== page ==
Suspected killer of JonBenet Ramsey released from prison ahead of new docuseries about 1996 murder

 May 5, 2024

In 1996 and beyond, much of the nation was gripped by the media's coverage of the mysterious murder of 6-year-old JonBenét Ramsey, a young beauty pageant queen found dead in the basement of her family's home in Boulder, Colorado.

It was revealed in March that a new limited documentary series about the Ramsey murder and subsequent still-unsolved investigation was in development, Variety reported at the time.

Left unmentioned by that report was whether or not that new series would feature the young girl's suspected killer, Gary Oliva, who was recently released from prison after serving time for unrelated criminal charges.

Will new documentary series include suspected killer?

According to the March 7 Variety report, the new project being jointly developed by MTV Entertainment Studios and 101 Studios "details the mysterious death and the surrounding media frenzy in the murder of JonBenét Ramsey, a case that captivated an entire nation and left us with more questions than answers."

The outlet noted that there have been "numerous theories" about the girl's unsolved death, including that a member of her family killed her, though legal authorities have since cleared them and some other potential suspects.

One possible suspect who has not been cleared -- in fact, he even confessed to the murder at one point, though he was never charged -- is Gary Oliva, who was spotted in public for the first time since being released from prison in late January after serving eight out of ten years for child pornography charges, according to a March 4 report from InTouch.

Oliva was seen "scowling" and attempting to disguise himself outside a halfway house in Denver where he was assigned to reside temporarily following his release from prison.

Oliva confessed to "accidental" killing of young girl he was obsessed with

InTouch reported that Oliva, 60, was long considered a possible suspect in the brutal murder of Ramsey, who was bludgeoned and strangled to death and found in the basement of her home by her parents on the morning of December 26, 1996. The parents also first found an alleged ransom note, which prompted a missing persons report before her body was discovered.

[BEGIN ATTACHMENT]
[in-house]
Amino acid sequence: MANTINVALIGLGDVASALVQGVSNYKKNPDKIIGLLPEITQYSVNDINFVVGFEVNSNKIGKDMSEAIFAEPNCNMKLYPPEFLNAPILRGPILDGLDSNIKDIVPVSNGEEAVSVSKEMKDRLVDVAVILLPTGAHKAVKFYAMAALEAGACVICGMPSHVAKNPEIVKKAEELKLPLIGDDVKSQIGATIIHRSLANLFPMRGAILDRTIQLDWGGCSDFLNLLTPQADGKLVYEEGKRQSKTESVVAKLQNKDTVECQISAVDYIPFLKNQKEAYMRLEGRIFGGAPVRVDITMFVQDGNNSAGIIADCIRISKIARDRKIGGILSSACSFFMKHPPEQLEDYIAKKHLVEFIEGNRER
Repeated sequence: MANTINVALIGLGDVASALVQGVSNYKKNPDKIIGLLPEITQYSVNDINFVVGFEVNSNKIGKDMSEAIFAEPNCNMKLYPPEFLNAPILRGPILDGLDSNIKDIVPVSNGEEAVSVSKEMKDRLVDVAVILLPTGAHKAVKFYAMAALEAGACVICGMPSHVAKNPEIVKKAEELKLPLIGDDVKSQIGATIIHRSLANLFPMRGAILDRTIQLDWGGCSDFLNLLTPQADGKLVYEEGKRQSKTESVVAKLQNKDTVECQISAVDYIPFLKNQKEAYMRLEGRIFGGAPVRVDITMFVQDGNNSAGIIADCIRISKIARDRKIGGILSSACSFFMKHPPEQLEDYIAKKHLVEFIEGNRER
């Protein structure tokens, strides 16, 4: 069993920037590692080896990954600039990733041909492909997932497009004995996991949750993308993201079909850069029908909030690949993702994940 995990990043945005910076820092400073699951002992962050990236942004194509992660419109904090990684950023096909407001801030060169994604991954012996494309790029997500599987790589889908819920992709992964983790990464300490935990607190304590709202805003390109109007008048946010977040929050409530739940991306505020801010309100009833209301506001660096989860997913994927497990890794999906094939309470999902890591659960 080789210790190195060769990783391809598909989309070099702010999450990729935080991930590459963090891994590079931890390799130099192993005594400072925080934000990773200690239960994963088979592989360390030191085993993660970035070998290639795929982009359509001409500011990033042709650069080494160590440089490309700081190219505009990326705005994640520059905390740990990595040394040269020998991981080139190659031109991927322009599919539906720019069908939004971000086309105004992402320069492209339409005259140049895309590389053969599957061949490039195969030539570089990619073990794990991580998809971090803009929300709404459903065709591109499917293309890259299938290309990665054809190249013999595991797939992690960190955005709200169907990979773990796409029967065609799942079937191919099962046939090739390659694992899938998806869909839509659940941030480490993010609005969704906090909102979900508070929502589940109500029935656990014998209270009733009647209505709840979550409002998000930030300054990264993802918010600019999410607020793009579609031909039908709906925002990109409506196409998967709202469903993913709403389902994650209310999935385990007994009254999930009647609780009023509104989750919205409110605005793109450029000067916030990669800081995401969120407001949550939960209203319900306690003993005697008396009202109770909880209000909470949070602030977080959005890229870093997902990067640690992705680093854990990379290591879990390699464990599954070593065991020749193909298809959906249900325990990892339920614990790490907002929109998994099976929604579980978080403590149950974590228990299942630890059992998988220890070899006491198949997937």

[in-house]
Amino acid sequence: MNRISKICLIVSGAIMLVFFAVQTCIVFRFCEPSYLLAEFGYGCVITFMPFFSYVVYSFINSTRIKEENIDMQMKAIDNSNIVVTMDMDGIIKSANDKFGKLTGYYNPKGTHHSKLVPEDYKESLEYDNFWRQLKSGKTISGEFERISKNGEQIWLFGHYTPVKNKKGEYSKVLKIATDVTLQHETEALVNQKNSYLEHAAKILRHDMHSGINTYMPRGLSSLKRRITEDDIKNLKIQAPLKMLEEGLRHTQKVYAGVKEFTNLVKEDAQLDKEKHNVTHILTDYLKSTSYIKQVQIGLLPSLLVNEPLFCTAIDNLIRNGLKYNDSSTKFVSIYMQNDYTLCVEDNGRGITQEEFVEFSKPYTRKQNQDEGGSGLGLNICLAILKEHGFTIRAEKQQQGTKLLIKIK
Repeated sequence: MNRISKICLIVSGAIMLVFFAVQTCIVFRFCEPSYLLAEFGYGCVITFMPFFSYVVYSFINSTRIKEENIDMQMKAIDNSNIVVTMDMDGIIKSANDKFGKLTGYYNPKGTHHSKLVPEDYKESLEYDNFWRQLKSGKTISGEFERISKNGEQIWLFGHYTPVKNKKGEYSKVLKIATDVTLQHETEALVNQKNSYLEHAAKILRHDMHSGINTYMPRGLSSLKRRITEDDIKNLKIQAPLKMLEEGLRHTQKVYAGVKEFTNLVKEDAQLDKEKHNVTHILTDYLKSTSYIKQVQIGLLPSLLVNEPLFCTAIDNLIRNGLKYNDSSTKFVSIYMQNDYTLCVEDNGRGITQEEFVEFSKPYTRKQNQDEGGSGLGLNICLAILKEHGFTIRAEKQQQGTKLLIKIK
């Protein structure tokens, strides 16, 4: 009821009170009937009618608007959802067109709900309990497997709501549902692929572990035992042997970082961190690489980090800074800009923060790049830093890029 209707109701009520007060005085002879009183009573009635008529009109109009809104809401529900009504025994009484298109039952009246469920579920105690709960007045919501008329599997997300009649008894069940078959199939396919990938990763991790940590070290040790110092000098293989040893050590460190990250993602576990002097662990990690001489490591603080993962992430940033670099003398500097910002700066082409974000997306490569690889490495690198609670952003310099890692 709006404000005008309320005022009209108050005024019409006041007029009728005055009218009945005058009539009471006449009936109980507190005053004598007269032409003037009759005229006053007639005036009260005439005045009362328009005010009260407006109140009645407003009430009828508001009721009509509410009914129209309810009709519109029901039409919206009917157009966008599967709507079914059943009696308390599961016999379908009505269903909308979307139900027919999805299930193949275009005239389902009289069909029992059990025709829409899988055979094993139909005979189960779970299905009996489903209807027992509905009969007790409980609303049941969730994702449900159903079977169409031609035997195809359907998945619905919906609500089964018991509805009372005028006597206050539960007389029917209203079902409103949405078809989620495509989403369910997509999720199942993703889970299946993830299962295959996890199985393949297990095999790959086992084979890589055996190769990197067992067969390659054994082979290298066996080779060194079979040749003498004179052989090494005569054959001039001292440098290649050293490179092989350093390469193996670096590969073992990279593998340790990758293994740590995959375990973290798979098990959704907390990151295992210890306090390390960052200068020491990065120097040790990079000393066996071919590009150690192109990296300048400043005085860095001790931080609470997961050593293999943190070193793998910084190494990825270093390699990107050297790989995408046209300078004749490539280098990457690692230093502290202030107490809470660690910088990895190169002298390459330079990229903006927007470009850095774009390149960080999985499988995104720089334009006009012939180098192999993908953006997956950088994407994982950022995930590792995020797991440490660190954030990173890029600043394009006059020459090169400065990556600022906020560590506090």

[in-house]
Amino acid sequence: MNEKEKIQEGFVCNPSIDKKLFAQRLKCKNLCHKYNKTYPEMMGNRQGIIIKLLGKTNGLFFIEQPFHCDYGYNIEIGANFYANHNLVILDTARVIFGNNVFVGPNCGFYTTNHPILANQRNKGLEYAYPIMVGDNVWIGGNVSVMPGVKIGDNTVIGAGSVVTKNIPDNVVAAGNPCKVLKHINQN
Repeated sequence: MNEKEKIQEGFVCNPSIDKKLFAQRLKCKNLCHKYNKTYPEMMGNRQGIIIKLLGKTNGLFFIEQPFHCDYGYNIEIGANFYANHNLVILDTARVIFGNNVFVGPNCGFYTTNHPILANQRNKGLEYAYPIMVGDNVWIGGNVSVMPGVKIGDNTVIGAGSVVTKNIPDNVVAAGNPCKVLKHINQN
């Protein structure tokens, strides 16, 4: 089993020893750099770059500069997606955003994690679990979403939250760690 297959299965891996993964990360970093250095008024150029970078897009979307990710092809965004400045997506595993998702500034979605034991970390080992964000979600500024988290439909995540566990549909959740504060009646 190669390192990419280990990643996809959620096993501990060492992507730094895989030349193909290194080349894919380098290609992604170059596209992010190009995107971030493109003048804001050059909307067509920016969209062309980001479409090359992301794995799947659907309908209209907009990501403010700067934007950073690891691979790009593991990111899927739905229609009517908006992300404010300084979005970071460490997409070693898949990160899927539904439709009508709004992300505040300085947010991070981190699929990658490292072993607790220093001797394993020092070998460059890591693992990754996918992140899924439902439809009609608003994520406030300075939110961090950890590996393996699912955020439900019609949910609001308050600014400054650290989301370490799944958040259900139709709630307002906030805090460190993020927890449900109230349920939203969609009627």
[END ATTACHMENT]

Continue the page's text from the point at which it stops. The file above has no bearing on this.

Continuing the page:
Letters sent over the years from Oliva to an old high school friend, Michael Vail, appeared to include a confession to the killing, though he insisted her death was an "accident," and further revealed a dark obsession that man had with the young beauty pageant queen.

In one particularly disturbing passage, Oliva wrote of Ramsey, "Just one look at her beautiful face, her glowing beautiful skin, and her divine God-body, I realized I was wrong to kill other kids. Yet by accident she died and it was my fault."

Slain girl's father speaks out following release of suspected "killer"

Colorado's Westword reported on March 20 that John Ramsey, JonBenét's father, has long been convinced that Oliva, formerly a "homeless drifter" from Oregon with ties to Boulder at the time of Ramsey's death, was his daughter's "killer." He had a criminal record in Oregon for sexually assaulting a 7-year-old girl as well as for attempting to strangle his mother to death with a telephone cord.

Ramsey recalled how then-District Attorney Alex Hunter had told him to hire private investigators to look into Oliva since the Boulder Police -- who instead sought grand jury indictments against the parents -- refused to do so. Yet, while ample "circumstantial" evidence linked him to the murder, DNA evidence at the time was inconclusive.

That evidence includes Oliva living just a few houses down from the Ramseys at the time of the murder, his appearance at a first-anniversary candlelight vigil for the girl's death in 1997, his possession of hundreds of photos of her and newspaper clippings about her slaying, and, of course, his written confession to his friend, among other "compelling" bits of information.

Ramsey told Westword he wants "two things" to happen now -- first, new testing on all of the evidence collected from the scene of the crime, including DNA, using the "latest technology available," and second, "with the latest DNA result, use the public DNA database to try and develop a link to a person living in Boulder on December 25, 1996. I am very confident that if this work is done, we can identify the killer of my daughter."

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